Additionally, there was a points classification. Riders received points for finishing among the highest placed in a stage finish, or in intermediate sprints during the stage. The points available for each stage finish were determined by the stage's type, and sprints, with the first fifteen places in all receiving points. In flat stages, 50 points were given to the stage winner, down to 2 points for 15th place. In hilly stages, the winner gained 30 points, also down to 2 points. In mountain stages, individual time trials and intermediate sprints, 20 points were given to the winners, down to 1 point.[55] The cyclist with the most points led the classification, and was identified with a green jersey.[55]

There was also a mountains classification. Most stages of the race included one or more categorised climbs, in which points were awarded to the riders that reached the summit first. The climbs were categorised as fourth-, third-, second-, and first-category and hors catégorie, with the more difficult climbs rated lower. Mountains ranked hors catégorie gave 20 points to the first rider to cross the summit, down to 2 points to the 8th cyclist. For first-category climbs, 6 riders received points, with 10 for the first rider to reach the summit. Second-, third- and fourth-category climbs gave 5, 2 and 1 points to the first rider respectively.[56] Double points were awarded at the top of the Méribel Col de la Loze in the seventeenth stage, the highest point in the 2020 Tour at 2,304 m (7,559 ft) above sea level.[56] The cyclist with the most points led the classification, and wore a white jersey with red polka dots.[55]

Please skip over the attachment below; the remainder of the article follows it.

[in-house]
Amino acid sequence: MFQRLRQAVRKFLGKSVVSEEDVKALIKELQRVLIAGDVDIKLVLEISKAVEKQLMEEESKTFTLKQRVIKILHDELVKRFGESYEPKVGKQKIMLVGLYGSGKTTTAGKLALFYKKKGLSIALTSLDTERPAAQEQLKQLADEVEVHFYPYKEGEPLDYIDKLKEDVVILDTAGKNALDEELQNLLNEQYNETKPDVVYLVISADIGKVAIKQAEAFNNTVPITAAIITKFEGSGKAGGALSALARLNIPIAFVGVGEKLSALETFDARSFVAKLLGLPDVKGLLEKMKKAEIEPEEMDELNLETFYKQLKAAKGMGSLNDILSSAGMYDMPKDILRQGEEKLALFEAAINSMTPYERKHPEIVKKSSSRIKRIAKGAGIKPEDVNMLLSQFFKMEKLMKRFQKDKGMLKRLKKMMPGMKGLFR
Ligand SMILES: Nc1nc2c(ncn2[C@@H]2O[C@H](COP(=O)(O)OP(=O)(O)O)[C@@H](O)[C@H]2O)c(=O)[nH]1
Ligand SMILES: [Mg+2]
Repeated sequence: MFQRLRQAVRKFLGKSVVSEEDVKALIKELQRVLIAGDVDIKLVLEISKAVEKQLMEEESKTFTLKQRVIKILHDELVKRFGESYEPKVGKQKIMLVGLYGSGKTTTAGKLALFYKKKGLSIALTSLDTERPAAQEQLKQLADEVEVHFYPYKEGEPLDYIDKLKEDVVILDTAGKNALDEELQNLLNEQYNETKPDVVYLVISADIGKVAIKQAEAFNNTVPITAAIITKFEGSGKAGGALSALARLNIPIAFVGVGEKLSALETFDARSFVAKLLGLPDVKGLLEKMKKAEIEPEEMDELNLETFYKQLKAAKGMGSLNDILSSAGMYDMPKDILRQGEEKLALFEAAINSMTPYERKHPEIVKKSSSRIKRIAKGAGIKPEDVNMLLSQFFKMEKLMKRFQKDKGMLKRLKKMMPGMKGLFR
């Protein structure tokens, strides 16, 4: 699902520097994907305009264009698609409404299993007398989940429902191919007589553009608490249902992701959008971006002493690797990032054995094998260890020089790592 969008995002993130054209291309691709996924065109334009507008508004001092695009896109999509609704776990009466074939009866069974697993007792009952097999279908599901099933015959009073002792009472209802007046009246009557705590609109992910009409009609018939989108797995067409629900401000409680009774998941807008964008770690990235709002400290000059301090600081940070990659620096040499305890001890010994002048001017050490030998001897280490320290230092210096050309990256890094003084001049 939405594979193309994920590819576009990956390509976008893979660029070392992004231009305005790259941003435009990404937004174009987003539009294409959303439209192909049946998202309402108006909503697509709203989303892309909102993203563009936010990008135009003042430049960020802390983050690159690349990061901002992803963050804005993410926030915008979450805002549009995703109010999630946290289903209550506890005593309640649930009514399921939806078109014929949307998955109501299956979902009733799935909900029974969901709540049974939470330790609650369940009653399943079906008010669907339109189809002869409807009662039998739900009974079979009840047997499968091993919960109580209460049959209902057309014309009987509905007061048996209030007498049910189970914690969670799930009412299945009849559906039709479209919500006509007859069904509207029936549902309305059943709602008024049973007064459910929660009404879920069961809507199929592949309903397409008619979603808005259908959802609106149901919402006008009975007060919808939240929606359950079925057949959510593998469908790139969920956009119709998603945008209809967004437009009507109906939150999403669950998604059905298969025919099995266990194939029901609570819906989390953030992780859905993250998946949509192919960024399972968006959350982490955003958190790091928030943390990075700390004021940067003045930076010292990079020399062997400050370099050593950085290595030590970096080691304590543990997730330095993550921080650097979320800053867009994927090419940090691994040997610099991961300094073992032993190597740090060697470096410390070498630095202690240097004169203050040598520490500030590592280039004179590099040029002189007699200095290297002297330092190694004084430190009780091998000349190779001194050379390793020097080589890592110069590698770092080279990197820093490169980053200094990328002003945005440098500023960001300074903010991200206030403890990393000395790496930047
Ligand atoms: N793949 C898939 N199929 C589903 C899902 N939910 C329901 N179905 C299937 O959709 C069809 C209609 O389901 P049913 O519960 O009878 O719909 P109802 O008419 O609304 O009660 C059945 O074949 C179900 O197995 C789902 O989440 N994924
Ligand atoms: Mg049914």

The final individual classification was the young rider classification, which was identical to the general classification, but including only riders under 26 years. In order to compete in the classification, riders were required to be born after 1 January 1995.[56] The leader of the young rider classification wore a white jersey.[55]

The classification for the teams was calculated by adding together the times of the first three cyclists of a team on each stage; the leading team was the one with the lowest cumulative time. The number of stage victories and placings per team determined the outcome of a tie.[56] The riders on the team that led this classification were identified with yellow number bibs on the back of their jerseys and yellow helmets.[55]

In addition, there was a combativity award given after each stage to the rider considered, by a jury, to have "made the greatest effort and who demonstrated the best qualities of sportsmanship".[56] No combativity awards were given for the time trials and the final stage.[56] The winner wore a red number bib for the following stage.[55] At the conclusion of the Tour, the overall super-combativity award was awarded by a jury.[56]

A total of €2,293,000 was awarded in cash prizes in the race.[59] The overall winner of the general classification received €500,000, with the second and third placed riders receiving €200,000 and €100,000 respectively.[60] All finishers in the top 160 were awarded money.[60] The holders of the classifications were awarded on each stage they led; the final winners of the points and mountains were awarded €25,000, while the best young rider and most combative rider were awarded €20,000.[61] The team classification winners earned €50,000.[59] €11,000 was awarded to the winners of each stage of the race, with smaller amounts given to places 2–20.[60] There was also a special award with a prize of €5000: the Souvenir Henri Desgrange, given to the first rider to pass the summit of the highest climb in the Tour, the Col de la Loze on stage 17.[59]

Classification leadership by stage
Stage Winner General classification
Points classification
Mountains classification
Young rider classification
Team classification
Combativity award
1 Alexander Kristoff Alexander Kristoff Alexander Kristoff Fabien Grellier Mads Pedersen Trek–Segafredo Michael Schär
2 Julian Alaphilippe Julian Alaphilippe Benoît Cosnefroy Marc Hirschi Benoît Cosnefroy